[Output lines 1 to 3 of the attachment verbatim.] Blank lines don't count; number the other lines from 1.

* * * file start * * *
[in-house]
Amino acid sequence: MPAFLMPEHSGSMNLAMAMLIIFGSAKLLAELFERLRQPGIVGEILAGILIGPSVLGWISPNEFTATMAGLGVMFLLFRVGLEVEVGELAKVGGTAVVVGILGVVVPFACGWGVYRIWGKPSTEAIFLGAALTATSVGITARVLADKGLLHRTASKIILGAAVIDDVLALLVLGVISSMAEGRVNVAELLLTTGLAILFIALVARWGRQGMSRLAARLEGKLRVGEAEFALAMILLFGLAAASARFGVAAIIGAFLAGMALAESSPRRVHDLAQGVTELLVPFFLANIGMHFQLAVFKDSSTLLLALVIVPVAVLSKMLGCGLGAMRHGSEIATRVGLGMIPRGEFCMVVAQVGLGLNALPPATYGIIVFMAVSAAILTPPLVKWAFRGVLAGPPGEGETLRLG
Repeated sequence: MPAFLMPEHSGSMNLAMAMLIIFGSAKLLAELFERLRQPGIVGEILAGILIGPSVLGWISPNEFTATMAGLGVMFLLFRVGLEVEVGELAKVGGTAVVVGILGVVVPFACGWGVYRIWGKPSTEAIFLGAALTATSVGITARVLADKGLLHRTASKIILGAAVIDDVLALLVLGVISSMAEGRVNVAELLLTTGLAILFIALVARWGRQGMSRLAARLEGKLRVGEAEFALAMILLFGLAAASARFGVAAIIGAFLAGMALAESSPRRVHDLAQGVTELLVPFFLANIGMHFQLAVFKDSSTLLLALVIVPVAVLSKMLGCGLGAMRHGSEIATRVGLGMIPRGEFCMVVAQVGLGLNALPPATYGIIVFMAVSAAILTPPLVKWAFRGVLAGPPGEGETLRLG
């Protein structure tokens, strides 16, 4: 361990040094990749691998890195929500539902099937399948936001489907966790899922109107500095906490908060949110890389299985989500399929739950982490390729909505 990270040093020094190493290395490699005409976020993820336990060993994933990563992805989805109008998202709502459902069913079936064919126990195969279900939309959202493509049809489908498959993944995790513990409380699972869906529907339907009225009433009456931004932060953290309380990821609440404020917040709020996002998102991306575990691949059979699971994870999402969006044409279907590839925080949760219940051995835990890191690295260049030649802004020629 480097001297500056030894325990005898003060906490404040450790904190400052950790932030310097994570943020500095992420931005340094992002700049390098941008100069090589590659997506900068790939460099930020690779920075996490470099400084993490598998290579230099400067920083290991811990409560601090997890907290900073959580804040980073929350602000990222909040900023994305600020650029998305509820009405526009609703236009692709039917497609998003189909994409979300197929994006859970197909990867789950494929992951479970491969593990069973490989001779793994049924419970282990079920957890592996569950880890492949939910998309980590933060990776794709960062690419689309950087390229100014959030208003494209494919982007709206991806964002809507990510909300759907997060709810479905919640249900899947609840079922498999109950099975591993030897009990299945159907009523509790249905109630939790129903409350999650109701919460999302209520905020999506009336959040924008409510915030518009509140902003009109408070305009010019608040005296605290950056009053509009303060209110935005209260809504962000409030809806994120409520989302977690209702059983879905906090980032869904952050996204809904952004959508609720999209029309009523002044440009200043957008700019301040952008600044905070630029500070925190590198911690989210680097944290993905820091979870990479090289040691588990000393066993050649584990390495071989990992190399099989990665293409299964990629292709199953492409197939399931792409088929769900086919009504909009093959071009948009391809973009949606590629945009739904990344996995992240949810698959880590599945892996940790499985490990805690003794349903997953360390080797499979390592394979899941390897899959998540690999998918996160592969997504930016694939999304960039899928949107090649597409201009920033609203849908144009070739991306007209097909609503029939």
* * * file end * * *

[in-house]
Amino acid sequence: MPAFLMPEHSGSMNLAMAMLIIFGSAKLLAELFERLRQPGIVGEILAGILIGPSVLGWISPNEFTATMAGLGVMFLLFRVGLEVEVGELAKVGGTAVVVGILGVVVPFACGWGVYRIWGKPSTEAIFLGAALTATSVGITARVLADKGLLHRTASKIILGAAVIDDVLALLVLGVISSMAEGRVNVAELLLTTGLAILFIALVARWGRQGMSRLAARLEGKLRVGEAEFALAMILLFGLAAASARFGVAAIIGAFLAGMALAESSPRRVHDLAQGVTELLVPFFLANIGMHFQLAVFKDSSTLLLALVIVPVAVLSKMLGCGLGAMRHGSEIATRVGLGMIPRGEFCMVVAQVGLGLNALPPATYGIIVFMAVSAAILTPPLVKWAFRGVLAGPPGEGETLRLG
Repeated sequence: MPAFLMPEHSGSMNLAMAMLIIFGSAKLLAELFERLRQPGIVGEILAGILIGPSVLGWISPNEFTATMAGLGVMFLLFRVGLEVEVGELAKVGGTAVVVGILGVVVPFACGWGVYRIWGKPSTEAIFLGAALTATSVGITARVLADKGLLHRTASKIILGAAVIDDVLALLVLGVISSMAEGRVNVAELLLTTGLAILFIALVARWGRQGMSRLAARLEGKLRVGEAEFALAMILLFGLAAASARFGVAAIIGAFLAGMALAESSPRRVHDLAQGVTELLVPFFLANIGMHFQLAVFKDSSTLLLALVIVPVAVLSKMLGCGLGAMRHGSEIATRVGLGMIPRGEFCMVVAQVGLGLNALPPATYGIIVFMAVSAAILTPPLVKWAFRGVLAGPPGEGETLRLG